A self-described “Cambridge liberal” friend on Facebook linked to an article on a divorce initiated by actress Jennifer Garner against her husband Ben Affleck. The article notes that “Affleck’s ‘workaholic’ mentality didn’t sit well with Garner, who is usually home with the pair’s three children, Violet, 9, Seraphina, 6, and Samuel, 3.”
What other information was available to this friend? Wikipedia says that Garner sued her previous husband for divorce and that Affleck was never previously married. California child support guidelines provide higher profits for each day that a child is with a parent. California custody conventions award profitable time with children to the parent who can claim to have been “primary” during time spent as a couple (married or unmarried). In other words, if Garner could convince a judge that she had taken care of the children 80 percent of the time while Affleck was out working to pay the household bills, the most likely outcome after a trial would be that she was entitled to 80 percent custody and Affleck would be ordered to keep paying her bills for the next 15 years. (See the California chapter of Real World Divorce.) Us magazine explains that Garner waited until the marriage reached the 10-year mark before decided to pursue a divorce. That’s the line at which a judge would be able to award lifetime alimony or “a bigger share of Affleck’s reported $75 million.”
In other words, anything that the mother said about her defendant’s shortcomings as a father were potentially financially self-serving. How did the Cambridge liberal describe this celebrity news item?
“Why do we assume that great actors will make great husbands/fathers?”
Here’s the ensuing exchange:
me: What is interesting to me is that you highlight the shortcomings of the man as a “husband/father”. You don’t mention the possibility that the woman (who sued a previous husband for divorce on May 9, 2003) might have any shortcomings as a wife/mother.
Cambridge liberal: She has no shortcomings as a mother if she’s raising 3 children effectively on her own [the Daily Mail quotes Garner saying “You have to have a great nanny…” and has photos of the father caring for the children while the mother parties; also shown is a nanny; litigators such as Floyd Nadler in Illinois told us that a female parent who stays home with a nanny wins “primary caregiver” status but not so for a male parent]
me: What’s your basis for saying that “she’s raising 3 children effectively on her own”? Do you know this couple personally? Or you are relying on a plaintiff’s assertion in litigation? (keep in mind that every additional day of custody that this plaintiff [actually a “petitioner” in California] can obtain will result in additional cash paid to her under California’s child support formula)
Cambridge liberal: Based on the article’s claim that she was disillusioned with his workaholicness and that she pretty much was left to raise the kids alone.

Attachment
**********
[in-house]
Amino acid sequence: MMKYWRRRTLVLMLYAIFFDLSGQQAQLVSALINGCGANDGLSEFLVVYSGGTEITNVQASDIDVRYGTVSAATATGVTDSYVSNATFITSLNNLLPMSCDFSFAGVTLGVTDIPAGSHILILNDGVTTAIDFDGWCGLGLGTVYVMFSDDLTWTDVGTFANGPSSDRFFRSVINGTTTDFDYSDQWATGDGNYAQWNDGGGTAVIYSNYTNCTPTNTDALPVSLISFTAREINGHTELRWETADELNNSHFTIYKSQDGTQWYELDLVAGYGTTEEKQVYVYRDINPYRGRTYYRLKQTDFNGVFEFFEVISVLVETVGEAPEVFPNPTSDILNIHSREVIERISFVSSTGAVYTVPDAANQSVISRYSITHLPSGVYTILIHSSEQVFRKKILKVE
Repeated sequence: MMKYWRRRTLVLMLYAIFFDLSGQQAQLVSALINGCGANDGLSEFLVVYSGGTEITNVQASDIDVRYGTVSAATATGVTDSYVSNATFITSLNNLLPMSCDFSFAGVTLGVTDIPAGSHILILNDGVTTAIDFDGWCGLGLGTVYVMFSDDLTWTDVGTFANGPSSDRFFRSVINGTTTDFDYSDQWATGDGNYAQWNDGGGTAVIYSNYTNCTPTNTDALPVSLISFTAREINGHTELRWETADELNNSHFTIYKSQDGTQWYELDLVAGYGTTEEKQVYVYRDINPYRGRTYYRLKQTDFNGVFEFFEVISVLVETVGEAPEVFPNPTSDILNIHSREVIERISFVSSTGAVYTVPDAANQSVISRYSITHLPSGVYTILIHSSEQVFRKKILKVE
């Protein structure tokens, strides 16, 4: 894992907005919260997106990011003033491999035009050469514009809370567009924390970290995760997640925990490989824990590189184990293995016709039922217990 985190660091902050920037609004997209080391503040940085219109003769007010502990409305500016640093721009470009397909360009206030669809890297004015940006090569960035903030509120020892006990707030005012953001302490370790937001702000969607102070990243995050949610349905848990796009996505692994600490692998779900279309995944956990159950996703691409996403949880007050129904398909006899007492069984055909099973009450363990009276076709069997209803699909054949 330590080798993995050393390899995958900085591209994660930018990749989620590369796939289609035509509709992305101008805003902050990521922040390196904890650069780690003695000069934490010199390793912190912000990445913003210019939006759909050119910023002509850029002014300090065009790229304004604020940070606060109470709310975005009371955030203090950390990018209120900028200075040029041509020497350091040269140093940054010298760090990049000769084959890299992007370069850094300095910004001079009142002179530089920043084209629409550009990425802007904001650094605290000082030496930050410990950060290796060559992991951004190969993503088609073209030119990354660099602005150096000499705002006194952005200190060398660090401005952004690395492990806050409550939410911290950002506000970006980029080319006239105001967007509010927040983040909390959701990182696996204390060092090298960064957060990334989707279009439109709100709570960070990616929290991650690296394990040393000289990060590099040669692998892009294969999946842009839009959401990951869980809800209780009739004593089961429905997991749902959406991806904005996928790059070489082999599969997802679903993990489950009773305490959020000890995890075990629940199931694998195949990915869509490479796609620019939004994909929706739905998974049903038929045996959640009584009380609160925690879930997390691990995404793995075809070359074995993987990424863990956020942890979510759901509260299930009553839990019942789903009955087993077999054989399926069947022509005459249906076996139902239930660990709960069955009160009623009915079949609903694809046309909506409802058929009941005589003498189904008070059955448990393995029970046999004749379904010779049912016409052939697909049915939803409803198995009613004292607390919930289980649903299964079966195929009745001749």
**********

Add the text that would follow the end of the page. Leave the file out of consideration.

me: is it reasonable to accept uncritically the statements of a plaintiff looking for tens of millions of dollars merely because she is a woman? What’s your basis for the idea that the parent who initiates a divorce lawsuit, thus breaking up the children’s home, is automatically the superior parent? [papers from Malin Bergstrom show the harm done to children by an American-style divorce; ironically, Garner is a trustee of Save the Children]
Cambridge liberal: I do put more faith in women than men, yes. Men have a spotty record to put it mildly. Nearly all mothers have to be good at motherhood for us to survive. Fathers on the other hand can get away with being pretty shitty at that job.
me: Would it be okay if I were to say, after hearing about a plaintiff of Race A suing a defendant of Race B, that “I am pretty sure that the plaintiff is telling the truth and is not motivated by cash considerations because people of Race B are ‘pretty shitty’ parents and ‘have a spotty track record’ as parents”?
Cambridge liberal: No that would not be ok because you’d have no scientific basis for making such claims. Human fathers, on the other hand are demonstrably worse caregivers than mothers on average, by far. [he had no research or data to cite]
Thus a guy who generally is quick to attack others for being prejudiced (against poor people, dark-skinned people, people with unconventional sexual habits, people with gender dysphoria, et al.) was happy to admit believing that fathers are inferior parents compared to mothers. (The New York Times also thought it was okay to run a personal opinion piece on the subject; see previous post.)
So that leads to today’s question for readers…. what other prejudices are acceptable in 2015 America? When it is okay to say that Group X is inferior at handling Challenge Y?
[Separately, I asked a divorce litigator about the Garner-Affleck situation. He responded “When the dust settles it will turn out that Garner was sitting on something more valuable than her acting career.” Assuming that Garner does avail herself of the California family courts, his estimate of how much of the children’s potential inheritance will go instead to pay legal fees? “$2-5 million until they age out of the child support system.” Coincidentally, I flew with a helicopter pilot on Monday who had been an entrepreneur in California. He married a woman 14 years younger than himself and paid for her medical school. As with Garner, she waited until their marriage was just over the 10-year mark and then sued for half of the value of his company, child support, etc. to supplement her wages as a medical doctor and to help support her younger lover.]